The new European Code of Practice for bedbug management was launched at the ConExPest/Europest event in Krakow in May. The production of the new code has been co-ordinated by the Bed Bug Foundation.
The document is based on the pioneering Australian code already in its third edition and included input from leading bedbug experts, as well as a formal consultation process within the European pest management industry.
Unfortunately the chairman of the Bed Bug Foundation, Oliver Madge who was expected to present the code, did not make an appearance.
Fortunately Dr Daniel Bajomi from Babolna Bio and Frederic Verwilghen from Edialux, stepped in and gave an excellent double-act on the content. Dr Bajomi was one of the instigators of the Bed Bug Foundation, whilst Frederic is also a vice president of the European confederation of pest control associations, CEPA.
Both presenters it turned out have firsthand experience of bedbugs. Frederic’s encounter was on an aeroplane and Daniel’s in a hotel bedroom – the airline and hotel chain concerned must remain nameless!
Launching the new Code of practice in Poland are Dr Daniel Bajomi,
Bedbug infestations were thought to be a pest of the past but recent years have seen a resurgence. For example there was a 26% increase year-on-year in London over the five year period 2002 to 2007, whilst between 1999 and 2006 Australia experienced a massive 500% increase in bedbug problems. North America is also experiencing an explosion of cases. The reasons for the surge are generally accepted to be:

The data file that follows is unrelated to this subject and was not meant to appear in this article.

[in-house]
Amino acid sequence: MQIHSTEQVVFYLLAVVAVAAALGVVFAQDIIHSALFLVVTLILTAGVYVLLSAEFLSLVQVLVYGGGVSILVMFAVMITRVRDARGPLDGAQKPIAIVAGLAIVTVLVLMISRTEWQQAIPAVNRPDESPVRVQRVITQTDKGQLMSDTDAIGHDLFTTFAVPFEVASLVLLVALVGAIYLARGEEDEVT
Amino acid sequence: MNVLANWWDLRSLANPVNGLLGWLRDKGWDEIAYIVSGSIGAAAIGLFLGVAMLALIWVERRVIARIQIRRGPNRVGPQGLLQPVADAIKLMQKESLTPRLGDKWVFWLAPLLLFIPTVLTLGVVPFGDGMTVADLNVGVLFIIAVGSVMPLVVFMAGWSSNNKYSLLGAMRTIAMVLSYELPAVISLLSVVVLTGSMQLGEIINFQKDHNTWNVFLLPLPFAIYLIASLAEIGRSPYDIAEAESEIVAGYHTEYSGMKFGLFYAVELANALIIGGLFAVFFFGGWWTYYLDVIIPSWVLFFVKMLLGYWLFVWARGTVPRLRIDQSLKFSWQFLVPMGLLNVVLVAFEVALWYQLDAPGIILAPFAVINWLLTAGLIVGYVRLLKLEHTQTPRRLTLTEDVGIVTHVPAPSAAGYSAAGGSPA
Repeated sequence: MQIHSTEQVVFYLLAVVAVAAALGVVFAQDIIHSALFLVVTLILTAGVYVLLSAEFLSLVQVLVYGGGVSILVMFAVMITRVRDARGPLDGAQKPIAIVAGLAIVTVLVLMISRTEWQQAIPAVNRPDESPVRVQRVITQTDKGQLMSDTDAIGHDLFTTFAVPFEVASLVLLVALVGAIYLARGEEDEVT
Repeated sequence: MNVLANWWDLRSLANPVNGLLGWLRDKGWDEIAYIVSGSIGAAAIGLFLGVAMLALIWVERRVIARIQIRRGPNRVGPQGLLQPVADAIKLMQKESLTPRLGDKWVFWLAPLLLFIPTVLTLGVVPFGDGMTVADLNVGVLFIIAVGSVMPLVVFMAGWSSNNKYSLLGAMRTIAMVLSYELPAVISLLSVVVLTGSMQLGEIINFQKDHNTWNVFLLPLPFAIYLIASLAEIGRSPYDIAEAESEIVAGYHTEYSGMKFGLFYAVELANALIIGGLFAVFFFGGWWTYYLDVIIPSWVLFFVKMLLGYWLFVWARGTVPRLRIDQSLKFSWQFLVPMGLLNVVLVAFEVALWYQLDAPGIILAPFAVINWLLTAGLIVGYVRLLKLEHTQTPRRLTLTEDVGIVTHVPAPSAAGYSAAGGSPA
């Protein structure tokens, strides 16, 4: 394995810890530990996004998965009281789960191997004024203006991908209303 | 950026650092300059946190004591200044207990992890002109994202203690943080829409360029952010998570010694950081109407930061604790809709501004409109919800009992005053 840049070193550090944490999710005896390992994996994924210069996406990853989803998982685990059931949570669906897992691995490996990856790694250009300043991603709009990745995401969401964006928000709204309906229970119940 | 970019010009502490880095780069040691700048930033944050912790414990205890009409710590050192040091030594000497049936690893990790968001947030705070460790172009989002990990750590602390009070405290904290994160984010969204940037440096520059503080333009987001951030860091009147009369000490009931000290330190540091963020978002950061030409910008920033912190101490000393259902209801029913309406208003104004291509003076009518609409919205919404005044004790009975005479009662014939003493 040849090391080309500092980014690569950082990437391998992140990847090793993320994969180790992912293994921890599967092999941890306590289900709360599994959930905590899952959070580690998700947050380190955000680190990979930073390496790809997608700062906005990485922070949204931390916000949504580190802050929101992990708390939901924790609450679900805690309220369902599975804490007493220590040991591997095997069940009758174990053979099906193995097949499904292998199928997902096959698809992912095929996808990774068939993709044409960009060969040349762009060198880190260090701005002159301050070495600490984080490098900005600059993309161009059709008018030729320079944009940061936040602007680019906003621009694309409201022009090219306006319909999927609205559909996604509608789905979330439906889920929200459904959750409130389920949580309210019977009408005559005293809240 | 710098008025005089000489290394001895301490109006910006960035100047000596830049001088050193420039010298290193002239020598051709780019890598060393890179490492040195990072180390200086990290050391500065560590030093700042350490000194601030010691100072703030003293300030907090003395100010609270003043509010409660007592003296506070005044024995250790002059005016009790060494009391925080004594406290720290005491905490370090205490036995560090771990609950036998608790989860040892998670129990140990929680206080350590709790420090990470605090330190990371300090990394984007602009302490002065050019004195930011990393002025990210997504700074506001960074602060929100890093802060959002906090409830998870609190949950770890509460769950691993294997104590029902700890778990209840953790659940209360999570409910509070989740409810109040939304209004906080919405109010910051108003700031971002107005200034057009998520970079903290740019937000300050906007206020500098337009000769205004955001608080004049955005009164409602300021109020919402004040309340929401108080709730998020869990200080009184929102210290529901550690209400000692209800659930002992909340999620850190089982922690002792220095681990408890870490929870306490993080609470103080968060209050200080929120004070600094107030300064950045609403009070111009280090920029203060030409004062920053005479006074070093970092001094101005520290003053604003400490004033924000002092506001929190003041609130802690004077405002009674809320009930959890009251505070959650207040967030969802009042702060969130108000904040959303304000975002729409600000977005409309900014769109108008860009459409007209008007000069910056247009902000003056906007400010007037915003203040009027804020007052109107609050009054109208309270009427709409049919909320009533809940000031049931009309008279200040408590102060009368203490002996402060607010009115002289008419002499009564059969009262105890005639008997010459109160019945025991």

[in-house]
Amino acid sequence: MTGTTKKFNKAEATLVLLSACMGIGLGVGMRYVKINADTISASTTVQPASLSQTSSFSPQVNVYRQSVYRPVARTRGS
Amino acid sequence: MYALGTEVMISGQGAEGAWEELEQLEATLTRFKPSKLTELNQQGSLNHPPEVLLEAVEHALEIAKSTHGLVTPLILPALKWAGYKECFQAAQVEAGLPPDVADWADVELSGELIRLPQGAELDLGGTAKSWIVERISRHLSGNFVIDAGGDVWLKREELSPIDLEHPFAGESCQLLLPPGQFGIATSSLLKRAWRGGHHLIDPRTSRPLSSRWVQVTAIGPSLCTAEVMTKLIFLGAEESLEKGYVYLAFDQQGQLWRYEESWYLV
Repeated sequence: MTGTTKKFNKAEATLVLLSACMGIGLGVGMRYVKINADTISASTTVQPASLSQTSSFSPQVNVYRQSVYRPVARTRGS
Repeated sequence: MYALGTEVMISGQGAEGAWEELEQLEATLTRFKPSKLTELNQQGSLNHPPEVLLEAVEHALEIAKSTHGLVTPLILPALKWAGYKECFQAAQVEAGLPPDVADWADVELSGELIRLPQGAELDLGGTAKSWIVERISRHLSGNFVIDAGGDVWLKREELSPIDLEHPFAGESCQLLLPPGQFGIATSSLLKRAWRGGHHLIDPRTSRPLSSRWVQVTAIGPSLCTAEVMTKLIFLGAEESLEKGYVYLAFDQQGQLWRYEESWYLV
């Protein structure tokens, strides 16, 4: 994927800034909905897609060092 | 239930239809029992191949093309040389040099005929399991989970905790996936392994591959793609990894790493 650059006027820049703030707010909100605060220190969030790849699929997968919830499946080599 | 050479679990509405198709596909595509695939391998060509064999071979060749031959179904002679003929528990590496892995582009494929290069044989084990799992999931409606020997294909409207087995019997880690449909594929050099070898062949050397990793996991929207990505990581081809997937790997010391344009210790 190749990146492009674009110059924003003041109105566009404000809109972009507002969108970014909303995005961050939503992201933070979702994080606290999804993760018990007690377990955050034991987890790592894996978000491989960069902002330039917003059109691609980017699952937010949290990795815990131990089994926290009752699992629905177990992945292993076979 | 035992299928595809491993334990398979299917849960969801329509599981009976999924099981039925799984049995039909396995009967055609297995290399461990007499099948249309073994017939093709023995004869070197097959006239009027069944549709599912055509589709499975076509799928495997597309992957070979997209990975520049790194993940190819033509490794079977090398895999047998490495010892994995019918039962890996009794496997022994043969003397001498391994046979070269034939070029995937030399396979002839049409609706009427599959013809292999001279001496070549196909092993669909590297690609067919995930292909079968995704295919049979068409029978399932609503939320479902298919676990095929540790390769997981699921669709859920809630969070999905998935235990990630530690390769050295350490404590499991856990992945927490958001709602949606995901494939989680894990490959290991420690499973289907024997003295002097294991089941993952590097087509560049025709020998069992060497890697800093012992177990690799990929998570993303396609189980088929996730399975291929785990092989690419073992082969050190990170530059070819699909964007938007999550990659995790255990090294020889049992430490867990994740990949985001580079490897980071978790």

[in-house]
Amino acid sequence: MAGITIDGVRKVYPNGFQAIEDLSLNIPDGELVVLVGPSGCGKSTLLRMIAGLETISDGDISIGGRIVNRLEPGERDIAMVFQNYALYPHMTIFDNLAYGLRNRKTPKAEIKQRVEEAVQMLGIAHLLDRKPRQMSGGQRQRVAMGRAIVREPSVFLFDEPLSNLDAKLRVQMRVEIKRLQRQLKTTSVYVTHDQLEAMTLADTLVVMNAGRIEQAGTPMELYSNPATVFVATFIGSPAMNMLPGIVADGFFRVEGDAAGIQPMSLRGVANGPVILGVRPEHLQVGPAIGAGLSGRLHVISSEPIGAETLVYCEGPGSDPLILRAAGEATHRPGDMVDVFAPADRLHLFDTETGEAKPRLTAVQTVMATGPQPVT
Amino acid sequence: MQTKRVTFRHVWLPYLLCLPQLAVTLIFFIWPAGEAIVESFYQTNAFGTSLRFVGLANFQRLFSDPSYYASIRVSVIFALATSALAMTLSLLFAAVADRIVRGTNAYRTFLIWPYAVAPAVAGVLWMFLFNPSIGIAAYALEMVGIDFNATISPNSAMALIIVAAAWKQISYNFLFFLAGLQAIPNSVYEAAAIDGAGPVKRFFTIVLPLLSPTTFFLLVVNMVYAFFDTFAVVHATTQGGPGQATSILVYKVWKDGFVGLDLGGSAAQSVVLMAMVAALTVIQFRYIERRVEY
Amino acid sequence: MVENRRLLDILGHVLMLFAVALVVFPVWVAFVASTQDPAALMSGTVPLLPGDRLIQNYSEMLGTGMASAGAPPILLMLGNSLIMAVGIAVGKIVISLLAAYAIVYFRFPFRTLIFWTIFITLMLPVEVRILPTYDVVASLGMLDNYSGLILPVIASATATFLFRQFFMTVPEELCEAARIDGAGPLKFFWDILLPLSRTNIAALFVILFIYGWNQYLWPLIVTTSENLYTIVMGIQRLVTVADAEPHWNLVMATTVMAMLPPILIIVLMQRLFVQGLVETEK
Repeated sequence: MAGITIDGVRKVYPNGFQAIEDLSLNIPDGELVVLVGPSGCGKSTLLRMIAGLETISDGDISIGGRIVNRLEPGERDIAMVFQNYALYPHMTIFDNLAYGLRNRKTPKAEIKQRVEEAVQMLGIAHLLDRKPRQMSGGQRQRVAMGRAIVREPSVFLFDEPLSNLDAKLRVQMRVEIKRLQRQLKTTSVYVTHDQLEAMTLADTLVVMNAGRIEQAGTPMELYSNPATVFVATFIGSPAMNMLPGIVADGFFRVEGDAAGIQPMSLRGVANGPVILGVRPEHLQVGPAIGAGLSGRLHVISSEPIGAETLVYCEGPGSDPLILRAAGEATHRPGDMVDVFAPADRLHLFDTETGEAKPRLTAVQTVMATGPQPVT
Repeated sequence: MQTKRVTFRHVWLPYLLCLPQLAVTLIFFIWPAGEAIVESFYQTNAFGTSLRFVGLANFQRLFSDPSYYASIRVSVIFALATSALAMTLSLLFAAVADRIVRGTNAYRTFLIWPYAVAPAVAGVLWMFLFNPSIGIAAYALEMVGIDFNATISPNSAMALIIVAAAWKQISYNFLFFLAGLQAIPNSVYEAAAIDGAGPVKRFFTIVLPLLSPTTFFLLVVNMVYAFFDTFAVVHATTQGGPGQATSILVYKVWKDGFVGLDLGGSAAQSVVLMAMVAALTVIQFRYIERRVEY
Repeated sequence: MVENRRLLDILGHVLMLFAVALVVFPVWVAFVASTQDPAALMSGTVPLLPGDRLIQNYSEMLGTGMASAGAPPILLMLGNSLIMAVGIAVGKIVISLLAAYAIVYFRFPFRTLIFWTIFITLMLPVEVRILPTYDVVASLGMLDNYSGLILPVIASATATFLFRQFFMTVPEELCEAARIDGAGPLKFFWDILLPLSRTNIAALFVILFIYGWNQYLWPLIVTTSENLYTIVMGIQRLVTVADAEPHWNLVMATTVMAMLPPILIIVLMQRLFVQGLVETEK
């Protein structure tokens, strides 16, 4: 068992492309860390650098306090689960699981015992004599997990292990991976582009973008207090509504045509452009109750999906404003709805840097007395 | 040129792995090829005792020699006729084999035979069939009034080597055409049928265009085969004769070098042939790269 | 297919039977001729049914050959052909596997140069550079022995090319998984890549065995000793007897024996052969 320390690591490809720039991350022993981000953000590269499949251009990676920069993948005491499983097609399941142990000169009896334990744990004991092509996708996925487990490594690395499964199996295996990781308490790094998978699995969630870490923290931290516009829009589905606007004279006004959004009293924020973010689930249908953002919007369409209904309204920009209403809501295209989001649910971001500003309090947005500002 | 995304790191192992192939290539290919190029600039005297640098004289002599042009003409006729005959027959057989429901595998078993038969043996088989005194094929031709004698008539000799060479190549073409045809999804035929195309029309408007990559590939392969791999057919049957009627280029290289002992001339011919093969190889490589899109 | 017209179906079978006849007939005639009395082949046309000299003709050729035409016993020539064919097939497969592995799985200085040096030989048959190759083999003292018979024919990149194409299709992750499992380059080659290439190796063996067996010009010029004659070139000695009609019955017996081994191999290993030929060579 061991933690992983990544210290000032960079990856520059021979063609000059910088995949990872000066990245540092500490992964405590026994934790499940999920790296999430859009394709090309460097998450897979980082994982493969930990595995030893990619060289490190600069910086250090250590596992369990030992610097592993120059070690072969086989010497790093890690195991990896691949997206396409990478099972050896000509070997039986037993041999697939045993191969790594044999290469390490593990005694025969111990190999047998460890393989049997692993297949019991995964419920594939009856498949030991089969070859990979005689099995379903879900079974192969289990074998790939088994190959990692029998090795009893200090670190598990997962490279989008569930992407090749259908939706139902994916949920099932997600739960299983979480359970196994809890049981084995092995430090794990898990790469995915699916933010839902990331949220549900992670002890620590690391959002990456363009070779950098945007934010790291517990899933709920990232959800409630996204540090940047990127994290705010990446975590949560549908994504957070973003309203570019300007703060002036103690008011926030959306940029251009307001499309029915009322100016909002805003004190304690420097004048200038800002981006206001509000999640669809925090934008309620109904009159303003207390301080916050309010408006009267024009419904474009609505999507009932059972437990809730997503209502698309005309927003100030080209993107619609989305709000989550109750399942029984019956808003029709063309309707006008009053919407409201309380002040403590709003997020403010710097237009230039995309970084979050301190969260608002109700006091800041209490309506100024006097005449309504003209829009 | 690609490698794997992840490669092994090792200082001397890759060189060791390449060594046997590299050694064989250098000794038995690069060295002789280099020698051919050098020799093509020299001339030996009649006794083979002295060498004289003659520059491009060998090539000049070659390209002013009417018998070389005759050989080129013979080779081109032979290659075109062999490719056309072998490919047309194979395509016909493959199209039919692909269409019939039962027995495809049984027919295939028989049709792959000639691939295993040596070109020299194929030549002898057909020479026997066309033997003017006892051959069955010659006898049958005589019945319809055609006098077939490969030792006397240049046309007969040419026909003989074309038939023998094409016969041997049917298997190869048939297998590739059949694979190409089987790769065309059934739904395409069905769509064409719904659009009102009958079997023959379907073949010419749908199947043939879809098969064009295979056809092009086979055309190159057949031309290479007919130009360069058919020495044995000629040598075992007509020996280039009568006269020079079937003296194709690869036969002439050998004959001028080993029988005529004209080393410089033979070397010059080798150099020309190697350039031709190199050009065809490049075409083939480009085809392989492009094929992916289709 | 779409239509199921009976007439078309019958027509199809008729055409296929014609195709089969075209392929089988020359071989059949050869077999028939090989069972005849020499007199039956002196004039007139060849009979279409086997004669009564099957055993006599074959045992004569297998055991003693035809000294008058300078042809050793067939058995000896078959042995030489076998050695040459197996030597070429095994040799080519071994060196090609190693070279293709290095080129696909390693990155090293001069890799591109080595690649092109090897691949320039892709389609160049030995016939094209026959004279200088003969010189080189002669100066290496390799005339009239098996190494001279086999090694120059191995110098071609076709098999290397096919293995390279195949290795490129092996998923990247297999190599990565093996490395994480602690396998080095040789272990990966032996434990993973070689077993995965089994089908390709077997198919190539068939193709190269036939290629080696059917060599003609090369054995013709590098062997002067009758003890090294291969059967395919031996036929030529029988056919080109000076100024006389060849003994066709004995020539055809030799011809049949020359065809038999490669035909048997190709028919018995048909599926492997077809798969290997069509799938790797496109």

Bedbugs are a pest which potentially threatens everyone. “It’s an exposure pest not a dirty pest, explained Frederic. ” And, one thing’s for sure. If you haven’t got bedbugs in your country yet the chances are you will have them soon.” Bedbugs are a global pest requiring a global solution so this pan-European code is to be welcomed as a step in the right direction.
The code provides a wealth of information on bedbugs and their detection and control. It advocates the need for pest controllers to switch from thinking solely about controlling the pest to ways in which they can manage it through monitoring and periodic assessments.
Pest professional are a key audience but so too is the accommodation industry; hoteliers, bed & breakfast owners and those involved in social housing all need to have a better understanding of the problem. Simply waiting for a complaint is no way to tackle it. Nor will closing a room for seven to ten days make any difference as anyone who knows anything about the biology of bedbugs will testify, they can go several weeks without a feed. Spraying irrespective of population levels however cannot be recommended either as this will simply accelerate the development of resistance. What is required is an integrated pest management (IPM) strategy.
In simple terms the three step approach to the control of bedbugs advocated in the code is:
Click here to download your copy of the new Code of Practice and make a note of the website as the intention is to review the code periodically and to publish updated versions as necessary on the website.